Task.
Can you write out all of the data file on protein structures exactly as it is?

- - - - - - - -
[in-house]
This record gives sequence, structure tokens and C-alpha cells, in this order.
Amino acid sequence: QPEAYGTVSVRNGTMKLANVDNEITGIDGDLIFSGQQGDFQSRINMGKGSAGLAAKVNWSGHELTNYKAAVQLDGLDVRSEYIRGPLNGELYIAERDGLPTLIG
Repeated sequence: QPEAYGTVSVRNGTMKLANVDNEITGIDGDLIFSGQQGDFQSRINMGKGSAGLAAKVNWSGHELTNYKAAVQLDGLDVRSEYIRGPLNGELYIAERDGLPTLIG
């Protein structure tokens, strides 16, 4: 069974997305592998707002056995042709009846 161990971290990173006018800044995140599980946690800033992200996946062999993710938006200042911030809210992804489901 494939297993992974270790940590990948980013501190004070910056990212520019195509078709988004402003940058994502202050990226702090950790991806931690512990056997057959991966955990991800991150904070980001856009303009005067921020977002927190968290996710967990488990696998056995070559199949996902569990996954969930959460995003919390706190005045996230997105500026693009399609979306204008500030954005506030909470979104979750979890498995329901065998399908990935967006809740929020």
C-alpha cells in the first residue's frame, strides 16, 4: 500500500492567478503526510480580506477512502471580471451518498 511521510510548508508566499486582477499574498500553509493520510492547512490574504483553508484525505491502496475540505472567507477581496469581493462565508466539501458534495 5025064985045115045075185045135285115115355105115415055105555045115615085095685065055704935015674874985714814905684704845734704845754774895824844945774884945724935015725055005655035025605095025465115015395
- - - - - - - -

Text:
[in-house]
This record gives sequence, structure tokens and C-alpha cells, in this order.
Amino acid sequence: QPEAYGTVSVRNGTMKLANVDNEITGIDGDLIFSGQQGDFQSRINMGKGSAGLAAKVNWSGHELTNYKAAVQLDGLDVRSEYIRGPLNGELYIAERDGLPTLIG
Repeated sequence: QPEAYGTVSVRNGTMKLANVDNEITGIDGDLIFSGQQGDFQSRINMGKGSAGLAAKVNWSGHELTNYKAAVQLDGLDVRSEYIRGPLNGELYIAERDGLPTLIG
């Protein structure tokens, strides 16, 4: 069974997305592998707002056995042709009846 161990971290990173006018800044995140599980946690800033992200996946062999993710938006200042911030809210992804489901 494939297993992974270790940590990948980013501190004070910056990212520019195509078709988004402003940058994502202050990226702090950790991806931690512990056997057959991966955990991800991150904070980001856009303009005067921020977002927190968290996710967990488990696998056995070559199949996902569990996954969930959460995003919390706190005045996230997105500026693009399609979306204008500030954005506030909470979104979750979890498995329901065998399908990935967006809740929020």
C-alpha cells in the first residue's frame, strides 16, 4: 500500500492567478503526510480580506477512502471580471451518498 511521510510548508508566499486582477499574498500553509493520510492547512490574504483553508484525505491502496475540505472567507477581496469581493462565508466539501458534495 5025064985045115045075185045135285115115355105115415055105555045115615085095685065055704935015674874985714814905684704845734704845754774895824844945774884945724935015725055005655035025605095025465115015395